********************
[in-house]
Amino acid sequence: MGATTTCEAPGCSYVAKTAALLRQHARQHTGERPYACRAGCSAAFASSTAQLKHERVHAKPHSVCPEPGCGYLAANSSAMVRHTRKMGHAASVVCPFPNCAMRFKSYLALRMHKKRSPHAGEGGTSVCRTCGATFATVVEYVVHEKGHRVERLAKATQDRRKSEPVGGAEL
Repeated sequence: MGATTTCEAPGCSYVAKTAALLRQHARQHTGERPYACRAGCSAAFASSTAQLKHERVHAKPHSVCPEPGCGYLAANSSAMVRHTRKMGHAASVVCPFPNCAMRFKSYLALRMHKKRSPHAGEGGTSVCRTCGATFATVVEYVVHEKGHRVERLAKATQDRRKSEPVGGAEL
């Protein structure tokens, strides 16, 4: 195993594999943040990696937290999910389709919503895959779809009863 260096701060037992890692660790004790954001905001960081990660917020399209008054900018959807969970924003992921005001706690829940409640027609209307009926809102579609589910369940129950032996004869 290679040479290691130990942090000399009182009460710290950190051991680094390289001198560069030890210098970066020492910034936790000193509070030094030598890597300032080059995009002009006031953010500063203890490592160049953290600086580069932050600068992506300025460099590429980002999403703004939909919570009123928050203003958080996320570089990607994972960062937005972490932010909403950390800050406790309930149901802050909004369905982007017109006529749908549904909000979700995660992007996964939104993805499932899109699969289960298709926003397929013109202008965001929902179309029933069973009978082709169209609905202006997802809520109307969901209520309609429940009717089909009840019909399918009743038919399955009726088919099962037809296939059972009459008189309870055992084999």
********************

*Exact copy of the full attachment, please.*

[in-house]
Amino acid sequence: MGATTTCEAPGCSYVAKTAALLRQHARQHTGERPYACRAGCSAAFASSTAQLKHERVHAKPHSVCPEPGCGYLAANSSAMVRHTRKMGHAASVVCPFPNCAMRFKSYLALRMHKKRSPHAGEGGTSVCRTCGATFATVVEYVVHEKGHRVERLAKATQDRRKSEPVGGAEL
Repeated sequence: MGATTTCEAPGCSYVAKTAALLRQHARQHTGERPYACRAGCSAAFASSTAQLKHERVHAKPHSVCPEPGCGYLAANSSAMVRHTRKMGHAASVVCPFPNCAMRFKSYLALRMHKKRSPHAGEGGTSVCRTCGATFATVVEYVVHEKGHRVERLAKATQDRRKSEPVGGAEL
């Protein structure tokens, strides 16, 4: 195993594999943040990696937290999910389709919503895959779809009863 260096701060037992890692660790004790954001905001960081990660917020399209008054900018959807969970924003992921005001706690829940409640027609209307009926809102579609589910369940129950032996004869 290679040479290691130990942090000399009182009460710290950190051991680094390289001198560069030890210098970066020492910034936790000193509070030094030598890597300032080059995009002009006031953010500063203890490592160049953290600086580069932050600068992506300025460099590429980002999403703004939909919570009123928050203003958080996320570089990607994972960062937005972490932010909403950390800050406790309930149901802050909004369905982007017109006529749908549904909000979700995660992007996964939104993805499932899109699969289960298709926003397929013109202008965001929902179309029933069973009978082709169209609905202006997802809520109307969901209520309609429940009717089909009840019909399918009743038919399955009726088919099962037809296939059972009459008189309870055992084999």